Guillermo Arriaga, at Los Cabos to present “Words With Gods,” Egoyan, fellow Canadian Denys Arcand (“Barbarian Invasions”) and late great U.S. film-writer Roger Ebert, via Steve James’ Ebert portrait “Life Itself,” also receive tributes. Fest will screen Arcand’s latest, “An Eye For Beauty”; Rosario Dawson will present Egoyan with a Tribute Award before “Captive.” Xavier Dolan will be on hand for a gala screening – the Latin American premiere — of Cannes Jury Prize winner “Mommy,” actors Ellar Coltrane and Lorelei Linklater for Los Cabos’ closing night gala “Boyhood.”

Last year at Los Cabos, as Aguilar-Castillo pointed out, Paradigm signed up José Manuel Cravioto, whose “Mexico Most Wanted” played in competition. Velarium Arts advanced on co-pro talks with Canada’s EmmaFilms on “Multiplier” and New Yorks’ Uncorked Productions for “Yamaha 300.” Both deals have subsequently closed. Mexico’s Machete and Canada’s Peripheria first met to discuss “X Quinientos,” in a co-production announced at Guadalajara.

“Latin America is one of the world’s regions with biggest industry traction. Its companies are interested in its talent, be it directors or producers,” Aguilar-Castillo concluded.

2014’s Cabos Festival will suggest if that interest has grown even more.



“3 Histoires d’indiens,” (Robert Morin, Canada)

“10,000 KM,” (Carlos Marques-Marcet, Spain)

“A Girl Walks Home Alone at Night” (Ana Lily Amirpour, Iran)

“El regreso del muerto” (Gustavo Gamou, Mexico)

“Güeros” (Alonso Ruizapalacios, Mexico)

“Listen Up Philip” (Alex Ross Perry, U.S)

“The Overnighters” (Jesse Moss, U.S.)

“Tu dors Nicole” (Stéphane Lafleur, Canada)

“Violent” (Andrew Huculiak, Canada)

“Alivio” (Carla González Vargas, Mexico, out of competition)


“Wild,” (Jean-Marc Vallée, Canada) (Opener)

“Words With Gods,” (Mexico)

“Mommy” (Xavier Dolan, Canada)

“Boyhood,” (Richard Linklater, U.S.) (Closing)


“Asteroide,” (Marcelo Tobar)

“Edén” (Elise DuRant)

“El incidente” (Isaac Ezban)

“ En la estancia” (Carlos Armella)

“Llévate mis amores” (Arturo González)

“Summum Bonum (El bien supremo) (Matías Penachino)


“Eden ”(Mia Hansen-Love, France)

“Kaguyahime no Monogatari – The Tale of Princess Kaguya” (Japan)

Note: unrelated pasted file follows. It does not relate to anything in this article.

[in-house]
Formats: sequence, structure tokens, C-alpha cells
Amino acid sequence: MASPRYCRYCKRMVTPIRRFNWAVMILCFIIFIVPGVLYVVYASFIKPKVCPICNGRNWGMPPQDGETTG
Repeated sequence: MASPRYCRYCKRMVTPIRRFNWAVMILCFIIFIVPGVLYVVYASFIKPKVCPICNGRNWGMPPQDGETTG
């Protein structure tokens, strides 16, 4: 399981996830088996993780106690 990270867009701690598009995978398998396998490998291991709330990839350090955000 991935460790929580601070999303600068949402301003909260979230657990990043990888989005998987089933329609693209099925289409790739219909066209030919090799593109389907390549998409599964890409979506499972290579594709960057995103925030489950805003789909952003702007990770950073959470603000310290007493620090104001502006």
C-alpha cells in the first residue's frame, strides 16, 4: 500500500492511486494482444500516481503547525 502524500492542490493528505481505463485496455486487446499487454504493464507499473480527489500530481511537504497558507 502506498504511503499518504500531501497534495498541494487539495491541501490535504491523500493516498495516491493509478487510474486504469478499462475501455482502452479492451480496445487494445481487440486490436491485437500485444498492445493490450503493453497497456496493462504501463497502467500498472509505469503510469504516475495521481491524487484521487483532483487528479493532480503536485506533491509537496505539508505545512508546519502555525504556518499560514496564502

“Kraftidioten – In Order of Disappearance” (Hans Petter Moland, Norway, Sweden, Denmark)

“Love is Strange” (Ira Sachs, U.S)


“The Captive” (2014)

“Exotica” (1997)


“Words with Gods” (2014)

“The Burning Plain” (2008)


“An Eye for Beauty” (2014)

“The Barbarian Invasions” (2003)


“Life Itself” (Steve James)


“Just Eat It: A Food Waste Story” (Grant Baldwin, Canada)

“Deep- Sea Mexico” (Jerónimo Prieto, Mexico)

“ThuleTuvalu” (Matthias von Gunten, Switzerland)


“20.000 Days on Earth” (Forsyth and Jane Pollard, U.K.)

“For Those About to Rock: The Story of Rodrigo and Gabriela” (Alejandro Franco Fernández, Mexico)

“God Help the Girl” (Stuart Murdoch, UK)


“Over Your Dead Body” (Takashi Miike, Japan)

“Spring” (Justin Benson, Aaron Moorhead, U.S.)

“What we do in the Shadows” (Taika Waititi, Jemaine Clement, New Zeland, U.S.)



“Afronauts,” (Frances Bodomo, USA).

“Coward,” (Boris Rodriguez, CanadA)

“The Other Tom” (Rodrigo Plá, Mexico)

“First Match (Olivia Newman, U.S.).

“Away From Meaning,” (Olivia Luengas Magaña, Mexico)

“Butterfly (Maria Saakya, U.S.)

“Museum,” (Alonso Ruizpalacios, Mexico)

“Peramanent,” “Colette Burson, U.S.)

“Taganga” (Ciro Guerra, Canada/Quebec – Colombia)

“Wolverine Hotel,” (Patricia Chica, Canada)

“X Quinientos,” (Juan Andrés Arango, Canada, Mexico, Colombia).

“I’m no Longer Here” (Fernando Frías, Mexico, U.S.).

“Yamaha 300,” (Jorge Michel Grau, Mexico, U.S.)



“El charro de Toluquilla,” (José Villalobos Romero)

“Charity,” (Marcelino Islas Hernández)

“Heirs,” (Jorge Hernández Aldana)

“Light Feet,” (Juan Carlos Núñez)

“You Will Know What to Do With Me,” (Katina Medina Mora)

“Holy Days,” (Alejandra Márquez Abella)